Top officials in the Directorate of Immigration Services and ministry of Foreign Affairs remained mum yesterday over the fate of millions of Kenyans yet to obtain the new generation passport due to State-acknowledged hitches even as the deadline lapsed.
Kenyans, who will not have received the new-look passports by Thursday next week, will be barred from travelling into or out of the country.
Some Kenyans, who plan to fly back home ahead of the Christmas and New Year festivities, also now risk being locked out.
A similar fate may befall students and traders.
Already, some countries like Spain and other European Union (EU) members are not accepting the old passport from Kenyan travellers. Kenyans with the old generation passports had until November 30 to acquire the new biometric digital ones, Immigration Director General Alexander Muteshi said recently.
“Pursuant to the decision by the East Africa Community (EAC) Council of Ministers held in Arusha from November 22 to 29, 2021, the deadline for phasing out of the old generation passport for EAC Member States is November 2022,” Mr Muteshi said.
“In line with this decision, the Directorate of Immigration Services wishes to inform the general public that Kenya is bound to migrate to the new East African Community biometric e-passport by November 30.”
The State recently admitted it was facing challenges in facilitating the rollout of the new-generation passports. Mr Muteshi told Senate’s National Security, Defence and Foreign Relations Committee that due to financial challenges, printers currently in use are old and obsolete, with a capacity of only 1,500 passports per day against a higher demand of up to 10,000.
“If we buy new and modern printers, we will be able to reduce the backlog by printing 10,000 passports per day,” he said last week.
By the time of going to press, Muteshi was yet to respond to The Saturday Standard queries on whether Kenyans in diaspora who have not yet obtained the new passports will be have a reprieve.
Foreign Affairs Cabinet Secretary Alfred Mutua also did not respond to our queries.
When he visited Nyayo House this week, Interior CS Prof Kindiki Kithure said they need Sh150 million to buy a new machine. In interviews with The Saturday Standard, many Kenyans in the Diaspora said while they had applied for the passports on time, getting them takes time and called for an extension.
“President William Ruto, Deputy President Rigathi Gachagua and Foreign Affairs Cabinet Secretary Alfred Mutua all say diaspora will be facilitated and assisted,” said a Kenyan who identified herself as Melissa.
“Scrapping the November 30th e-passport deadline will be a costless gesture but enormously positive for us who are proudly Kenyan overseas. They should reconsider,” she said.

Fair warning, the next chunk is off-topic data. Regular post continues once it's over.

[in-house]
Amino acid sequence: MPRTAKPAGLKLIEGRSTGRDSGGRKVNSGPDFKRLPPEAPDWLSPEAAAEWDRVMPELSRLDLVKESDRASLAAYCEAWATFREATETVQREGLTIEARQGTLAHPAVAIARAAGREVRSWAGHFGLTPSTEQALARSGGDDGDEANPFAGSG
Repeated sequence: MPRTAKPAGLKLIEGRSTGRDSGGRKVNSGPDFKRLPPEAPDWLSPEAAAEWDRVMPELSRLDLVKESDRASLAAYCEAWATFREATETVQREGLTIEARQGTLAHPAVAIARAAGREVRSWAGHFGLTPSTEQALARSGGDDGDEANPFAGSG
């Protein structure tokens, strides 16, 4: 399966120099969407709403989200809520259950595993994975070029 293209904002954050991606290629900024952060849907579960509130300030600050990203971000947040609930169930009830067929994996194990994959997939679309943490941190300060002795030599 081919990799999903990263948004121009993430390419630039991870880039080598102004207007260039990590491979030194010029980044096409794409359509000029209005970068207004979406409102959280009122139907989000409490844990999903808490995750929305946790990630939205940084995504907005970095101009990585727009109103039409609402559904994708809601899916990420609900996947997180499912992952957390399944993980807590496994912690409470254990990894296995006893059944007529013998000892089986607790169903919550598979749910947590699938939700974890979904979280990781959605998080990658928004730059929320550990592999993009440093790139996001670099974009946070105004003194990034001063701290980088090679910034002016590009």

“The reason countries are denying us visas without e-passports is because our government keeps saying the document will be invalid. The government is creating its own negative feedback loop.
Most foreign countries have no rules about e-passports even for their own citizens,” said Melissa.
Kenya rolled out new chip-embedded passports for its citizens to tame rampant forgery and impersonation of holders. The new features are meant to make it impossible for anyone to forge or duplicate a Kenyan passport.
“Everyone wants to come home to see their family after two years of the Covid-19 pandemic. People have bank, tax, business and social contracts and arrangements to settle, also after two years of Covid. There are newborns to register, driving and marriage and property licenses to deal with already backlogged and delayed by Covid,” said a Kenyan living in India.
“And all these folks will be stuck till January. Bear in mind they might be coming from countries that refuse to renew their work or re-entry permits precisely because Kenya keeps threatening to cut off the passports. So now they are stuck in limbo,” he added.
“We earn money to send home. We need to travel to export goods and services, and the Kenya economy benefits from our taxes, tourism, remittances, and investments,” said Elizaphan Ochieng.
“The whole world was beaten up by Covid, and every other country is working overtime to make things easier for their diaspora to continue earning. Why can’t we?” she posed.
The new e-passports conform to International Civil Aviation Organisation (ICAO) passport security standards that require them to have a tamper-proof electronic chip with a holder’s information and travel history.
Roll-out of the e-passports with a 10-year validity period marked the beginning of the end of the ‘analogue’ passports that have been in use since independence.
The decision to migrate from the old passport to the new e-passport was first made public in April 2015 and the launch was scheduled to be in December 2016. This was pursuant to a directive of the EAC Heads of States’ Summit for a common travel document to facilitate each movement of people.
The e-passports were to replace the ordinary and diplomatic passports and are embedded with tamper-proof chips which store the holder’s biodata - name, photo, fingerprints, date of issue and expiry of the passport, national identity card information as well as information on the holder’s travel itinerary.
*Some names have been changed to protect the identity of those we spoke to.